As seen in multitude of London's works, symbolism plays a major role in his writings. One of London's greatest works of short fiction, "To Build a Fire" is a prime example of this inclusion of the literary technique that is so crucial in so many of London's greatest stories. In this story fire is a major symbol, symbolizing life in a world of cold, the freezing Klondike. This symbol helps London to show his belief that to survive in nature one needs nature. This is a recurring symbol/theme in London's work, also appearing in "Law of Life." Here, an old Native American must harness fire to survive the harshness of the wild. When the old man's fire finally expires, as happens in "To Build a Fire", so too does the old man's life (Hamilton ). Along with the use of fire as a symbol in many of his stories, London uses the symbolic canine in the majority of his stories, including "To Build a Fire", "Law of Life", Call of the Wild, and White Fang among many other stories. In all of these stories some sort of canine, whether dog or wolf, appears, becoming a motif in the works of Jack London. London often uses these charac...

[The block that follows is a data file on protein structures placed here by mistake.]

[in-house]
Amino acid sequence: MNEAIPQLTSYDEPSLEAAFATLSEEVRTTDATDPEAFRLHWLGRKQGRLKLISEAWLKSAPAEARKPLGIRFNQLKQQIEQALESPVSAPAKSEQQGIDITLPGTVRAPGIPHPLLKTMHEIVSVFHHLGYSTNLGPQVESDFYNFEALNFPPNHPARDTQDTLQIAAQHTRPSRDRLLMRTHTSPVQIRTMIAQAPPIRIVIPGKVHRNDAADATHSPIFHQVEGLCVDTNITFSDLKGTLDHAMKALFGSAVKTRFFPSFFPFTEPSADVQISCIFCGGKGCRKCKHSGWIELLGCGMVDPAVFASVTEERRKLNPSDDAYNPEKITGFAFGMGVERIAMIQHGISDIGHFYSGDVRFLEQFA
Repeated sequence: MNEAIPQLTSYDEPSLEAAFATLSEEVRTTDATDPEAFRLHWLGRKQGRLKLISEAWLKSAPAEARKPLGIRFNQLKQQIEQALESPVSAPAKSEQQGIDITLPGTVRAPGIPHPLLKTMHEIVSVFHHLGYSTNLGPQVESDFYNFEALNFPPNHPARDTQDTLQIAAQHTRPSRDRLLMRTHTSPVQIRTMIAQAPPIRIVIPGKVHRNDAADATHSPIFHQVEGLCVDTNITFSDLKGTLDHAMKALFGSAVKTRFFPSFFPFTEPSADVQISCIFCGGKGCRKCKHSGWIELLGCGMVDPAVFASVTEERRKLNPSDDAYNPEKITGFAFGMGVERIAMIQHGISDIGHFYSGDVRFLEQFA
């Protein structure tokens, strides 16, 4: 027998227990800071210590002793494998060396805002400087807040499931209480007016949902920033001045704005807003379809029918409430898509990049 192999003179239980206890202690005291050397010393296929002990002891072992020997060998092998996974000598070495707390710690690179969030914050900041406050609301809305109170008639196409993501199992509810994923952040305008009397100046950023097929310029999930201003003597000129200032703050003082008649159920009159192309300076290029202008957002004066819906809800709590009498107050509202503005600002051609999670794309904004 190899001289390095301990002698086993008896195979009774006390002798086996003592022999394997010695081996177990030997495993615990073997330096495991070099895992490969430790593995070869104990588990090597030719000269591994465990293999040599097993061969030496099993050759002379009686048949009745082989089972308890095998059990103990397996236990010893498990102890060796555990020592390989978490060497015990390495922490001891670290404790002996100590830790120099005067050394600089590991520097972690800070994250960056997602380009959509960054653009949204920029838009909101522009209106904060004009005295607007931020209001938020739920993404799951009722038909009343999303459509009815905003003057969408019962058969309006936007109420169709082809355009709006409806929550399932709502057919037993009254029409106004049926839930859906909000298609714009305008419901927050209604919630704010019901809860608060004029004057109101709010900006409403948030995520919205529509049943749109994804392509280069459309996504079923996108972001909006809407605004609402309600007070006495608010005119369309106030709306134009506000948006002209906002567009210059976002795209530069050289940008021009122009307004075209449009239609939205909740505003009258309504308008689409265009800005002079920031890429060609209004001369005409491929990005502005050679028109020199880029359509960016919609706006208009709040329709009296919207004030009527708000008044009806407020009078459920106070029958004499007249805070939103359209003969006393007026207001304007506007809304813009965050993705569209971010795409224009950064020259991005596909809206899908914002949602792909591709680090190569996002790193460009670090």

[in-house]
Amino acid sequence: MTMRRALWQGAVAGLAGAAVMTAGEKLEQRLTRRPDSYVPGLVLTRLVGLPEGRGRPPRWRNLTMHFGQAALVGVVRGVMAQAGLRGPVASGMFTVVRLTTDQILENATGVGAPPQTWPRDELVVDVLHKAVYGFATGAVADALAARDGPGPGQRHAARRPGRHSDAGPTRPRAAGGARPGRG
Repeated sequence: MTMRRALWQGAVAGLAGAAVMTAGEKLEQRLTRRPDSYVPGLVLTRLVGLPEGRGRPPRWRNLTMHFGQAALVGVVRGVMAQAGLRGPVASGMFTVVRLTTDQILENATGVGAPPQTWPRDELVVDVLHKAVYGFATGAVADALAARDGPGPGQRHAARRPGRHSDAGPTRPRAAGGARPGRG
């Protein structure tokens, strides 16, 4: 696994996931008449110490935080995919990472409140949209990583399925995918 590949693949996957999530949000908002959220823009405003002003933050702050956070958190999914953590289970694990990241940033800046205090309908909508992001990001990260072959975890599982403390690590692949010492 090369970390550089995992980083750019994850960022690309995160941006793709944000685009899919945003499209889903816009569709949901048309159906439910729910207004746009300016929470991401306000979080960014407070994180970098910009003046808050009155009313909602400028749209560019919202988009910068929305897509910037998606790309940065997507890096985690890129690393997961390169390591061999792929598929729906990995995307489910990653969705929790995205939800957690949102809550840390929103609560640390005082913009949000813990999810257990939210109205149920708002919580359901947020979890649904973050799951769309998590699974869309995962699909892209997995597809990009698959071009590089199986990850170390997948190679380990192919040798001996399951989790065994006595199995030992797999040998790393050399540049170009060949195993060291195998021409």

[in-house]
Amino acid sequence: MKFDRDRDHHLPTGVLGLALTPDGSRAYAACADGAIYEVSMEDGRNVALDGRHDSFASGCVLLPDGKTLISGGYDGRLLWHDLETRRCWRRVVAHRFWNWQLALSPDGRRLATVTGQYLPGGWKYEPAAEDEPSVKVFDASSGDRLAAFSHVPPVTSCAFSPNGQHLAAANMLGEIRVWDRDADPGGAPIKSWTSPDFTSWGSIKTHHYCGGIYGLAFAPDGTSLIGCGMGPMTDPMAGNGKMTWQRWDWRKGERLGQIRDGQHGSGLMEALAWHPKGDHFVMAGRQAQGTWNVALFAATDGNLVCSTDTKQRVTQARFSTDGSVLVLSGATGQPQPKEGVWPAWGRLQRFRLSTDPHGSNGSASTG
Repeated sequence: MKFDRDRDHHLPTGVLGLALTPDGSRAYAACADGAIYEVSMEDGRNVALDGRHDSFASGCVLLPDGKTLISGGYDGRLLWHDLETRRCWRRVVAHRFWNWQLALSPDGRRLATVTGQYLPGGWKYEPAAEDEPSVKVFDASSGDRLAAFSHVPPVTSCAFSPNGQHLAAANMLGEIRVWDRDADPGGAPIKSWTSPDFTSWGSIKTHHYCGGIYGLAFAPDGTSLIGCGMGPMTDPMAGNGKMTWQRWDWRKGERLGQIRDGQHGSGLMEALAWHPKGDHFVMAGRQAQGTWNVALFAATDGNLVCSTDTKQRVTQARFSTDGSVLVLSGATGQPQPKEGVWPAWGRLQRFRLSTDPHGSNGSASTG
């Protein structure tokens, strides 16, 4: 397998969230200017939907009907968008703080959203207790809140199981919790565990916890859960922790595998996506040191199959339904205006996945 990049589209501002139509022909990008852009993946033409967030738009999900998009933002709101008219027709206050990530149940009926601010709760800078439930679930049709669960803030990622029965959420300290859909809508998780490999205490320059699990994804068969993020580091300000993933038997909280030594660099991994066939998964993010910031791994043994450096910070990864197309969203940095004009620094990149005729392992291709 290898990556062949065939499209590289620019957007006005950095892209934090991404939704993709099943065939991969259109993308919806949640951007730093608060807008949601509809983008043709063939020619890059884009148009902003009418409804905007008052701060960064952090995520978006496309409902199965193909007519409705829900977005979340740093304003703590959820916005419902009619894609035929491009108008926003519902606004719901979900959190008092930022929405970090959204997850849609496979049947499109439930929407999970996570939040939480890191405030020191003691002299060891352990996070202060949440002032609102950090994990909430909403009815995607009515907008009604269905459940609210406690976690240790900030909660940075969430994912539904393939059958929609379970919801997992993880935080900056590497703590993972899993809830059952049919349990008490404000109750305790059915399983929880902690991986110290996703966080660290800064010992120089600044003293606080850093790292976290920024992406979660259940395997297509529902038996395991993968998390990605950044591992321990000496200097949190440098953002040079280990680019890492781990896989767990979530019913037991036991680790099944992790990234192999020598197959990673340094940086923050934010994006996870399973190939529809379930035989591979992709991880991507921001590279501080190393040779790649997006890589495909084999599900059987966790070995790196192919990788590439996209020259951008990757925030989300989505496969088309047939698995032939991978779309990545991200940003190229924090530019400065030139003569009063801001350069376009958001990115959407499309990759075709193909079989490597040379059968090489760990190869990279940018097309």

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...rporated into his masterful works the element of literature known as naturalism and joined other great American authors such as Stephen Crane and Theodore Dreiser in the sphere of great naturalistic writers.
The author of such tales as White Fang and Call of the Wild, Jack London incorporated in his writings man facets of literature that proved that a story could be both exciting and thought provoking at the same time. This was achieved through numerous ways, such as the use of symbolism as a driving force behind the highly naturalistic stories that London produced. Also, the use of very different intellectual ideas, such as those of Herbert Spencer and Carl Jung helped to maintain London's belief that exotic stories could be great in the world of literature and have a place beside other great works such as Mark Twain's The Adventures of Huckleberry Finn.
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